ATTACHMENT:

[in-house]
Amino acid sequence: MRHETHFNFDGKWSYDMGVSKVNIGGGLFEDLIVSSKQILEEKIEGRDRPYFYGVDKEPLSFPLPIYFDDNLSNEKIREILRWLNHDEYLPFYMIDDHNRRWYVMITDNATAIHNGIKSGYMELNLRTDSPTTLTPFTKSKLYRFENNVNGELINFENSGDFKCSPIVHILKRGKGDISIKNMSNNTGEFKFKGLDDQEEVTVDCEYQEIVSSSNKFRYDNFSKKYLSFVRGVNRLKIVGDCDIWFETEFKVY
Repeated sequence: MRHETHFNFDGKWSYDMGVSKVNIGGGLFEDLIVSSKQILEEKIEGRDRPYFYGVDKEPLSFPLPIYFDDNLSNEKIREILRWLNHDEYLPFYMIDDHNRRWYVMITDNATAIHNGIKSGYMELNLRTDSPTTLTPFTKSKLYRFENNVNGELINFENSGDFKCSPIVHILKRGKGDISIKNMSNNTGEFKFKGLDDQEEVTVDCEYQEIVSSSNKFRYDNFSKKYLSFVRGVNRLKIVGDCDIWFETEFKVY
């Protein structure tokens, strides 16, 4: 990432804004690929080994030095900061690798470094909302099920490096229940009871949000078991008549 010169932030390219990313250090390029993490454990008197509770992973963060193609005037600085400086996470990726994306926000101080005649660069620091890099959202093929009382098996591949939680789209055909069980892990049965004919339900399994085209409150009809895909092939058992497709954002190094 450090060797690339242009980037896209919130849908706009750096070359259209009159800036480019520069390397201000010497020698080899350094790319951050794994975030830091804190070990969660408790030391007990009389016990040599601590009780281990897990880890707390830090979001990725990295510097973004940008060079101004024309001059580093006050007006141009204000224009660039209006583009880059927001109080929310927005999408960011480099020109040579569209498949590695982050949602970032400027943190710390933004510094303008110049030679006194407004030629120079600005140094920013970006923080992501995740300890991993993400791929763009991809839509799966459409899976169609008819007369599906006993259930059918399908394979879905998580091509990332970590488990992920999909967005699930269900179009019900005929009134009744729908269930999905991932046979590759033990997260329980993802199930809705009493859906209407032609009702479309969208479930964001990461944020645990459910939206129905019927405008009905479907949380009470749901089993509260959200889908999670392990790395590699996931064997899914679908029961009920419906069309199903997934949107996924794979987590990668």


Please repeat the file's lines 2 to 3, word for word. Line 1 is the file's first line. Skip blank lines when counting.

Amino acid sequence: MRHETHFNFDGKWSYDMGVSKVNIGGGLFEDLIVSSKQILEEKIEGRDRPYFYGVDKEPLSFPLPIYFDDNLSNEKIREILRWLNHDEYLPFYMIDDHNRRWYVMITDNATAIHNGIKSGYMELNLRTDSPTTLTPFTKSKLYRFENNVNGELINFENSGDFKCSPIVHILKRGKGDISIKNMSNNTGEFKFKGLDDQEEVTVDCEYQEIVSSSNKFRYDNFSKKYLSFVRGVNRLKIVGDCDIWFETEFKVY
Repeated sequence: MRHETHFNFDGKWSYDMGVSKVNIGGGLFEDLIVSSKQILEEKIEGRDRPYFYGVDKEPLSFPLPIYFDDNLSNEKIREILRWLNHDEYLPFYMIDDHNRRWYVMITDNATAIHNGIKSGYMELNLRTDSPTTLTPFTKSKLYRFENNVNGELINFENSGDFKCSPIVHILKRGKGDISIKNMSNNTGEFKFKGLDDQEEVTVDCEYQEIVSSSNKFRYDNFSKKYLSFVRGVNRLKIVGDCDIWFETEFKVY